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Emmett Till – The Civil Rights Movement

The murder of a fourteen-year-old Chicago boy named Emmett Till sparked the fire that was the Civil Rights Movement. Prejudice still exists in the world today; but because of his death, many people that have heard about or know of it, have changed the way that they think, the way they live their lives, and what their outlook is on other races.

Born in 1941 on the rough streets of Chicago, Illinois, Emmett Till had never experienced the extremes of racism or violence, his mother tried to keep him away from bad things. Mammie Till had told him stories and life experiences of racism. When Emmett decided to travel to Mississippi with his cousin, Wheeler, to visit his uncle Moses Wright in the summer of 1955, he thought that it was just going to be a regular trip and that he would stay the summer helping out Moses on his farm. While waiting at the train station to leave for Mississippi, Emmett’s mother Mammie gave him a stern warning about most people in the South, and that things were very different there than how they were in Chicago. Emmett’s father passed away years before, but he left behind a gold ring; Mammie gave this ring to Emmett just as he left, she was worried but thought that he would take care of himself while in the southern city of Money. After a sixteen-hour train ride, Emmett and his cousin arrived in Money.

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Wheeler about his trip to Money with Emmett: We went to the South, near the beginning of cotton-picking time, late August and we picked cotton for half a day and we would go swimming, run the snakes out the river. We had a lot of fun.

Money was a little town made up of one street with small stores on either side, Emmett’s uncle Moses lived just outside of Money. On one side of Money was Bryant’s Grocery, a white-owned corner store managed by twenty-four-year-old Roy Bryant and his wife Carolyn that most black people that worked on the nearby plantations stopped by. After picking cotton all Wednesday, Emmett, his cousin, and other teens, got into the back of Moses’ truck; he drove them to Bryant’s Grocery to buy some refreshments.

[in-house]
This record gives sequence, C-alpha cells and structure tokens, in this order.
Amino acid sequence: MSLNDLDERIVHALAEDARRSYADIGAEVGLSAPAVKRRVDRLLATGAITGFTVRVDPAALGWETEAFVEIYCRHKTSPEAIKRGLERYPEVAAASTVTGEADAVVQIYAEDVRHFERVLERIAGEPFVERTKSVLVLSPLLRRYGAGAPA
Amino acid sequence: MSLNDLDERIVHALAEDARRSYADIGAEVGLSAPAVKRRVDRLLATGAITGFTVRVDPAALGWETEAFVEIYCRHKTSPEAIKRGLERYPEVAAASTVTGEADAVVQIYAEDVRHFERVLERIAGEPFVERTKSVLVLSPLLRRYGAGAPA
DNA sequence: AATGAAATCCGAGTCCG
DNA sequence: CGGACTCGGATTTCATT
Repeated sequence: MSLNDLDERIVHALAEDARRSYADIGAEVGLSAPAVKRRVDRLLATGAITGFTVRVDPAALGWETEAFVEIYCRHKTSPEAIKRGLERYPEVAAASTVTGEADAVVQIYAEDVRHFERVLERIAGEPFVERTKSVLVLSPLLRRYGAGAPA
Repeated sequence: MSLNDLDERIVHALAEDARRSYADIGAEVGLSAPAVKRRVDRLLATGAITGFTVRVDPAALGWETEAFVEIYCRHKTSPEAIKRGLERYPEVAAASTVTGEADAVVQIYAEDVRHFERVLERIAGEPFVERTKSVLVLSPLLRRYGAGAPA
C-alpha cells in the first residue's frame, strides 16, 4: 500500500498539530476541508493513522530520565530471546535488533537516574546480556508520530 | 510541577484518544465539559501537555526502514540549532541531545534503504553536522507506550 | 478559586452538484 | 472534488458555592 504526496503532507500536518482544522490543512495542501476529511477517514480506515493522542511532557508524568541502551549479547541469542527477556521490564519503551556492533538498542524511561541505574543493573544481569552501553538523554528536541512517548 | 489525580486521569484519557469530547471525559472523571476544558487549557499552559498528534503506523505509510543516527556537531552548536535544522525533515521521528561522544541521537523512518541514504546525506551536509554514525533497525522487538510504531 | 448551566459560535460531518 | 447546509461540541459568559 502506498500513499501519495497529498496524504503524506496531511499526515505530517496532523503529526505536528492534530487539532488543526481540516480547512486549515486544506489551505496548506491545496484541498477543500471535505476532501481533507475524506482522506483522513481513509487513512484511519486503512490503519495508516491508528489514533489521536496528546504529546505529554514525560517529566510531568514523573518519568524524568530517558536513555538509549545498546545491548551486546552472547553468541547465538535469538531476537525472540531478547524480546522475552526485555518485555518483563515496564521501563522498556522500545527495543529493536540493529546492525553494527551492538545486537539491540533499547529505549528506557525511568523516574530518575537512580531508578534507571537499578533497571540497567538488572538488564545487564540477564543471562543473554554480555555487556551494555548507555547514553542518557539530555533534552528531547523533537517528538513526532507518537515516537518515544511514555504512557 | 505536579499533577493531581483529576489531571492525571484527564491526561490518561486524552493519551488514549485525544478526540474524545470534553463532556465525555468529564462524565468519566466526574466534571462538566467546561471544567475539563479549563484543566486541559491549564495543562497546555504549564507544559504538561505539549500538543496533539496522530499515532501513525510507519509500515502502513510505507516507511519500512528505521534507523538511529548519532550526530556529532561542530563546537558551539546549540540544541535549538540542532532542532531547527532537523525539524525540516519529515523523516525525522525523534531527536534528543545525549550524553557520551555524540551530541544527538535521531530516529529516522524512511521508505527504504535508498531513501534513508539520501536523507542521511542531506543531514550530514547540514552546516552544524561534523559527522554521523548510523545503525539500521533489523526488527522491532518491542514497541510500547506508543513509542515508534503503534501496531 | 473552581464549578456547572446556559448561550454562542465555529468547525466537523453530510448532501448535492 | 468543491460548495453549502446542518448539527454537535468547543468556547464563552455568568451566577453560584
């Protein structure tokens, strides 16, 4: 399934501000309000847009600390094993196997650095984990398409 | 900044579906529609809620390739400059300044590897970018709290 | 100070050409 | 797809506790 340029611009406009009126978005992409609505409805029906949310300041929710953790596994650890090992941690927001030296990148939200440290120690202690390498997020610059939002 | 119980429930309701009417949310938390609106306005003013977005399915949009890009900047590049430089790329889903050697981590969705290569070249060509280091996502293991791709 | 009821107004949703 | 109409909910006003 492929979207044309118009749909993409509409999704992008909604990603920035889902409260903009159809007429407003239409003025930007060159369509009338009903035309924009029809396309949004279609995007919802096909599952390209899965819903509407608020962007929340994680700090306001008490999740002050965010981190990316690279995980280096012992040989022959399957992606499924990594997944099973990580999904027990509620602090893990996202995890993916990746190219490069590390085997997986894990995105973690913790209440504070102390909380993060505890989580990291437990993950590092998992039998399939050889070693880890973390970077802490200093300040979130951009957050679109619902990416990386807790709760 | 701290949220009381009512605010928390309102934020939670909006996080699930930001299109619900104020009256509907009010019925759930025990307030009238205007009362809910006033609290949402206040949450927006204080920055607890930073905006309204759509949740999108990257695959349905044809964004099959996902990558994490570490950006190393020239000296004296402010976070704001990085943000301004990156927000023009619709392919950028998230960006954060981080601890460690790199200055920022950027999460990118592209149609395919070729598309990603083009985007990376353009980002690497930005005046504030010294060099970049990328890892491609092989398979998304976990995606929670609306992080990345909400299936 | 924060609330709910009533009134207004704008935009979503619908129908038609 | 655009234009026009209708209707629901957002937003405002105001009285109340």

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Bryant was out of town and Carolyn was tending to the store, the boys would go in two or three at a time to buy things, then come back out and talk. Emmett went in and bought some bubble gum, witnesses say that on Emmett’s way out he turned back and whistled at Mrs. Bryant. She angrily left the counter. The boys thought that she was going to get a gun so they hopped on the truck and told the uncle to leave.

Emmett begged Moses to not tell his grandfather, and he didn’t. Everyone had forgotten about what had happened that day as the week went on.

That Sunday night, at 2:30 in the morning, Roy Bryant and his half-brother J.W. Milam drove to Moses Wright’s home on the outskirts of Money. Each with a pistol and flashlight, they kidnapped Emmett Till.

Willie Reed, a Money resident and witness to the beating: I could hear all this beatin’ and I could hear this beatin’ and I could hear this cryin’ and cryin’ and beatin’, and I’m saying to myself, “They beatin’ somebody up there.” I heard that beatin’ even, before I got to, even before I got to the barn. I passed, they still beatin’, they still beatin’. I hear it. Milam came out. So when he said, “Did you hear anything?” I saw him he had khaki pants on, had a green nylon shirt, and a .45 on his side. So I said, “Naw.” I said, “I didn’t hear anything,” I said, “anything.”